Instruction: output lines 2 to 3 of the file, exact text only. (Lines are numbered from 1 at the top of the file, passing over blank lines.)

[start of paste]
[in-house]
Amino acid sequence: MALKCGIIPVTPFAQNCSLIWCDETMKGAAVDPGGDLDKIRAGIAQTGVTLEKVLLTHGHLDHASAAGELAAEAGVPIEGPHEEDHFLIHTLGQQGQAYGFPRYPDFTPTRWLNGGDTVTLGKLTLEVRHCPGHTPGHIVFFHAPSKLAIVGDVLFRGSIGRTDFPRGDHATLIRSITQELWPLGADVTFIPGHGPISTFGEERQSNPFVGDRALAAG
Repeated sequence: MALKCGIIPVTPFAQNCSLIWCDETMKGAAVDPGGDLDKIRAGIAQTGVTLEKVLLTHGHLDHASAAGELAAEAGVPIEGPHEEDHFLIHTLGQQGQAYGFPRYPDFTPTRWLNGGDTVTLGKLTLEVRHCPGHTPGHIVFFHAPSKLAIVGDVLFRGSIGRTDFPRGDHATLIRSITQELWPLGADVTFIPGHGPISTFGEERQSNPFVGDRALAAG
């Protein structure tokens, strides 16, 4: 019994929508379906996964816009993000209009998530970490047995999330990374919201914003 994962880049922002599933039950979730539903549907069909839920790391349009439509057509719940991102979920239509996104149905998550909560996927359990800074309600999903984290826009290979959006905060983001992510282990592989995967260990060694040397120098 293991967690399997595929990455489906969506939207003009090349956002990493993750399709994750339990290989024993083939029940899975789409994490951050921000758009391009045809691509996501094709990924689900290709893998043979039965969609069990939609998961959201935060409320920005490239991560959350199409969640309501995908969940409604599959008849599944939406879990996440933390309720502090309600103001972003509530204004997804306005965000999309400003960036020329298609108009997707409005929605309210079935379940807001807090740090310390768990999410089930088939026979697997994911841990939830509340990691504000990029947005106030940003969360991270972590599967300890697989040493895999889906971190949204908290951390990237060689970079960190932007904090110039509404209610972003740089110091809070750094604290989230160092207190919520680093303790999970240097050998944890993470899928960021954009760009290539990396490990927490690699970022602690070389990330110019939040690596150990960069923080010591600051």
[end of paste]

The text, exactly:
Amino acid sequence: MALKCGIIPVTPFAQNCSLIWCDETMKGAAVDPGGDLDKIRAGIAQTGVTLEKVLLTHGHLDHASAAGELAAEAGVPIEGPHEEDHFLIHTLGQQGQAYGFPRYPDFTPTRWLNGGDTVTLGKLTLEVRHCPGHTPGHIVFFHAPSKLAIVGDVLFRGSIGRTDFPRGDHATLIRSITQELWPLGADVTFIPGHGPISTFGEERQSNPFVGDRALAAG
Repeated sequence: MALKCGIIPVTPFAQNCSLIWCDETMKGAAVDPGGDLDKIRAGIAQTGVTLEKVLLTHGHLDHASAAGELAAEAGVPIEGPHEEDHFLIHTLGQQGQAYGFPRYPDFTPTRWLNGGDTVTLGKLTLEVRHCPGHTPGHIVFFHAPSKLAIVGDVLFRGSIGRTDFPRGDHATLIRSITQELWPLGADVTFIPGHGPISTFGEERQSNPFVGDRALAAG